Posts for tag: Flossing
The most important part of dental health maintenance isn’t what your dentist does—it’s what you do every day when you brush and floss your teeth. And all you really need is a multi-tufted, soft bristle toothbrush, toothpaste, a roll of dental floss—plus a little effort from your hands and fingers.
Of course, manual power isn’t your only option—an electric or battery-powered toothbrush is a convenient and, for people with strength or dexterity issues, a necessary way to remove disease-causing plaque from tooth surfaces. You have a similar option with flossing—a water flosser.
Although water flossers (or oral irrigators) have been around since the early 1960s, they’ve become more efficient and less expensive in recent years. A water flosser delivers a pulsating stream of pressurized water between the teeth through a handheld device that resembles a power toothbrush, but with a special tip. The water action loosens plaque and then flushes it away.
While the convenience these devices provide over traditional flossing is a major selling point, they’re also quite beneficial for people with special challenges keeping plaque from accumulating between teeth. People wearing braces or other orthodontic devices, for example, may find it much more difficult to effectively maneuver thread floss around their hardware. Water flossing can be an effective alternative.
But is water flossing a good method for removing between-teeth plaque? If performed properly, yes. A 2008 study, for example, reviewed orthodontic patients who used water flossing compared to those only brushing. The study found that those using water flossing were able to remove five times as much plaque as the non-flossing group.
If you’re considering water flossing over traditional flossing thread, talk with your dental hygienist. He or she can give you advice on purchasing a water flosser, as well as how to use the device for optimum performance. It could be a great and more convenient way to keep plaque from between your teeth and harming your dental health.
If you would like more information on water flossing, please contact us or schedule an appointment for a consultation. You can also learn more about this topic by reading the Dear Doctor magazine article “Cleaning between Your Teeth: How Water Flossing can help.”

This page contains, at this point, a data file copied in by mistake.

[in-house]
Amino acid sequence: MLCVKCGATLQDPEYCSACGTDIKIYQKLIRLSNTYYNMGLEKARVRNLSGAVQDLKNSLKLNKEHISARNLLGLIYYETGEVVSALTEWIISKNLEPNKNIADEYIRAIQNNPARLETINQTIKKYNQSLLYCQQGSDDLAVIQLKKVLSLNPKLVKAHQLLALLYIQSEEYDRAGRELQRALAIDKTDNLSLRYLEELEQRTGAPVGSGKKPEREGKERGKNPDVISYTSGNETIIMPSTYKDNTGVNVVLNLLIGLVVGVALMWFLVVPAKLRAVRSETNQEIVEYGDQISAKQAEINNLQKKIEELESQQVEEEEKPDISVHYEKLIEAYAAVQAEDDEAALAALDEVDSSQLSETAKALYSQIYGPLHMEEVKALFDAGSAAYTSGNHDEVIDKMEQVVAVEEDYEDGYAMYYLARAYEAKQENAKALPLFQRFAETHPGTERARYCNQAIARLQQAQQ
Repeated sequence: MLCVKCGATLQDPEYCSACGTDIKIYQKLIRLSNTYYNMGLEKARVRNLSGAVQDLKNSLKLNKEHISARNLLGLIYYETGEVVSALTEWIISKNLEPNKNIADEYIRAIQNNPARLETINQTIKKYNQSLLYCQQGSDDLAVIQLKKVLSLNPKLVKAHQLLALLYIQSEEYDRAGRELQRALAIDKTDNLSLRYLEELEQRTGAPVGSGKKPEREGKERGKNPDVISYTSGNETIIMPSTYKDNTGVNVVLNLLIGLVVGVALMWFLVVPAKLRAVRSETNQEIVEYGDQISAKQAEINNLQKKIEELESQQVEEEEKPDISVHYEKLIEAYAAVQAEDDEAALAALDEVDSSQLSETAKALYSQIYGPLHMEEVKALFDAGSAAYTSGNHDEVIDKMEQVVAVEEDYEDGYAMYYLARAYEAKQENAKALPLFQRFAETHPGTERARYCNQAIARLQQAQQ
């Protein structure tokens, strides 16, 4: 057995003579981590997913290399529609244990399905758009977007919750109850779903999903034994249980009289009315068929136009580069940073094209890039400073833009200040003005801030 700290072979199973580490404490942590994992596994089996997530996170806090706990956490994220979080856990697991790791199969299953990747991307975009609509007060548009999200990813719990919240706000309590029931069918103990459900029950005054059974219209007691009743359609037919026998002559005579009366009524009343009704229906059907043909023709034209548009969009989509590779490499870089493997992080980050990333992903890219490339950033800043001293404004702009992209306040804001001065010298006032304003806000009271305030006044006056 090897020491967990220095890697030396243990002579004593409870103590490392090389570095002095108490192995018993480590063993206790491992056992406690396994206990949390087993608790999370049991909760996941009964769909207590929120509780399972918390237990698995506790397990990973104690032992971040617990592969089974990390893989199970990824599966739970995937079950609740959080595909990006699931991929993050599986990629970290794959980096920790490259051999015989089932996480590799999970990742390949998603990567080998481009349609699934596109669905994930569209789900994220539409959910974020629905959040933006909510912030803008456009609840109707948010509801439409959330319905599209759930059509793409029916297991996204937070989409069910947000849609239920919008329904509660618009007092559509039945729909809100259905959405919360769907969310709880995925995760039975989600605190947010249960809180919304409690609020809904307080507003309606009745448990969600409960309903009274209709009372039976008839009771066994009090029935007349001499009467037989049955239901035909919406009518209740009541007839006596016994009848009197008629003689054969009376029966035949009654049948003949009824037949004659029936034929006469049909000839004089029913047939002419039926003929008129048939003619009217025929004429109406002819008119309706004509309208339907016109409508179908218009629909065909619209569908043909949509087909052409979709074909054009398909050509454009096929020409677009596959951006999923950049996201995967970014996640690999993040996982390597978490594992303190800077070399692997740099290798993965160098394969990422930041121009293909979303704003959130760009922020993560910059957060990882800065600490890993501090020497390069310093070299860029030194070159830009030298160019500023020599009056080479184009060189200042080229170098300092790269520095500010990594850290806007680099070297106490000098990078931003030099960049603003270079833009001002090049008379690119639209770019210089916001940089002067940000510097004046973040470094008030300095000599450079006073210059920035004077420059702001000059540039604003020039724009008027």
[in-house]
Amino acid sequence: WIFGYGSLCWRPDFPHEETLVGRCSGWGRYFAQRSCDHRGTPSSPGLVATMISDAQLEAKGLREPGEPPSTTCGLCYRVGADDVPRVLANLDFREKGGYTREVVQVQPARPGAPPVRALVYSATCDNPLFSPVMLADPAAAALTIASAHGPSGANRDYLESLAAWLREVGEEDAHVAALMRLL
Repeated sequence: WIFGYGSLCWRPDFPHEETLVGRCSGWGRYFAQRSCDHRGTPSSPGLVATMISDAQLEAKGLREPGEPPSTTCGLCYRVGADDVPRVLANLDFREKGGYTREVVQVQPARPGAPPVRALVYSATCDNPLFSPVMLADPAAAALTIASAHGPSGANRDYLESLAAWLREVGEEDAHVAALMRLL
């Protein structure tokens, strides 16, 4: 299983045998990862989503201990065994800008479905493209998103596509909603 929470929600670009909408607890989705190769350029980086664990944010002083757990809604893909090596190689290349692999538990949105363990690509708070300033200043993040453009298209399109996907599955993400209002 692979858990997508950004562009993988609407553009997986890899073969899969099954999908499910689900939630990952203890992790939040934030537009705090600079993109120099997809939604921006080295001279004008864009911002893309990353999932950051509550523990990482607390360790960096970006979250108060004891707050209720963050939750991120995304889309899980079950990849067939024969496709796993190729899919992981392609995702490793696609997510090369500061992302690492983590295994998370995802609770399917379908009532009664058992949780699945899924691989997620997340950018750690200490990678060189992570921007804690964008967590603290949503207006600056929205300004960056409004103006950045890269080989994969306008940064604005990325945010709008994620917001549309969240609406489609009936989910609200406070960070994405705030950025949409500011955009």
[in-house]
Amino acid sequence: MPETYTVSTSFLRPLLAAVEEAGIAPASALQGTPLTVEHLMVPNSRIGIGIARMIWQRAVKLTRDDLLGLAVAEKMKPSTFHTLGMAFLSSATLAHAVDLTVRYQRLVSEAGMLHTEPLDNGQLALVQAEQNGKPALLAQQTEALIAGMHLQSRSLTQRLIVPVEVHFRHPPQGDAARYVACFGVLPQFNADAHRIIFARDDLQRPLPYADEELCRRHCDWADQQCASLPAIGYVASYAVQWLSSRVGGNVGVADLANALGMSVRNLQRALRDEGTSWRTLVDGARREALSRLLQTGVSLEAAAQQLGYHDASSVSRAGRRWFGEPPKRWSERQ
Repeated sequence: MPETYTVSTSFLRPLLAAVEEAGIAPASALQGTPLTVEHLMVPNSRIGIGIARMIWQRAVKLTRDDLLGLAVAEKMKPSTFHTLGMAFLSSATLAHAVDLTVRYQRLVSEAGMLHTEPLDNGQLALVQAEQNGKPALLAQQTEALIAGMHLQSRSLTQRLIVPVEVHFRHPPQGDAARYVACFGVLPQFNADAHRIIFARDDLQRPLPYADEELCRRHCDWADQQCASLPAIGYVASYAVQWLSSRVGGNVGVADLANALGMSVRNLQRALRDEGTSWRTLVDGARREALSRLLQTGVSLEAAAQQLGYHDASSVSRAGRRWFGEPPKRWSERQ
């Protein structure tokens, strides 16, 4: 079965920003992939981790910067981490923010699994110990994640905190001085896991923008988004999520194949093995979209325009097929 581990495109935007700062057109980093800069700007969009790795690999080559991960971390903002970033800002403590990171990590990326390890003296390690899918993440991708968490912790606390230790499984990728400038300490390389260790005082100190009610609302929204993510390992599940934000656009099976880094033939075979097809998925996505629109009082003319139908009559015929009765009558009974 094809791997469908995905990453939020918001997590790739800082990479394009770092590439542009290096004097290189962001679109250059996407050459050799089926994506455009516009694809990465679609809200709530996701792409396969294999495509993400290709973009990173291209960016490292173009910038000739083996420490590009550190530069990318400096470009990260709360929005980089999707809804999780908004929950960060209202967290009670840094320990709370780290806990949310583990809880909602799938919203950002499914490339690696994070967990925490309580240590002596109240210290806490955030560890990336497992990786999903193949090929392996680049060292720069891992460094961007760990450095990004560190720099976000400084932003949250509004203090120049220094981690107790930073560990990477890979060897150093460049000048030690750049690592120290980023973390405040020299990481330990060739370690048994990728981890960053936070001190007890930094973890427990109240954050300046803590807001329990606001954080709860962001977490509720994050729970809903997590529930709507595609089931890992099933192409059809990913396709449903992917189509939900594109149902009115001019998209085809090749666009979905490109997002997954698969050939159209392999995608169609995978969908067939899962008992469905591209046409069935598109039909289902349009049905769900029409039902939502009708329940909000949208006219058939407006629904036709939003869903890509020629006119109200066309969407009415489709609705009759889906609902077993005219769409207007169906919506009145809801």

What is Proper Flossing Technique? What you need to know about flossing your teeth.
You brush your teeth three times a day, just the way you’ve been told since you were a little kid. Flossing though, that’s something else. You’ve tried to floss, but your experience was less than perfect. In fact, you’ve totally given it up. But now, you’re thinking of starting up again and you would like to know just how to floss correctly. Dr. Kenneth Krause of Krause Dental in Westfield, IN wants you to know too.
To start, take about 18 inches of floss. Wrap the each end of the floss around your middle finger of each hand, leaving only about two inches free to work with. Hold the free two inches in between each of your thumbs and index fingers. Slide the floss up and down between each of your teeth.
This next part is important. When you slide up and down each tooth, make certain to wrap the floss around your tooth in a “C” shaped curve. This wrapping technique ensures you will keep the floss next to your tooth and remove the plaque all the way down the tooth surface. If you don’t wrap the floss, you may miss plaque and cut your gums.
Now, do the other tooth and come back up with the floss. Move to a clean piece of floss by moving your middle fingers to free up another piece. Move on and do each of the other teeth in your mouth, both the top and bottom arches. That’s it, you’re done!
If you have dexterity problems from arthritis or other reasons, don’t let that stop you. Your Westfield dentist can introduce you to a variety of tools available on the market to help you. You can try a variety of holders and preloaded floss picks to make things easier.
There is a big debate about whether to use waxed or unwaxed floss and there are pros and cons to each. Waxed floss is easier for most people because it is unlikely to shred on tight teeth or fillings, however, it may not remove as much plaque because of the wax coating. Unwaxed floss picks up more plaque, but it can also shred in between tight teeth or rough fillings. You can talk with Dr. Krause about which type might be best for you.
Dr. Kenneth Krause of Krause Dental in Westfield, IN wants flossing to become a daily habit, and he’s there to help you on the path toward good oral hygiene. Call him today and find out more about your dental health!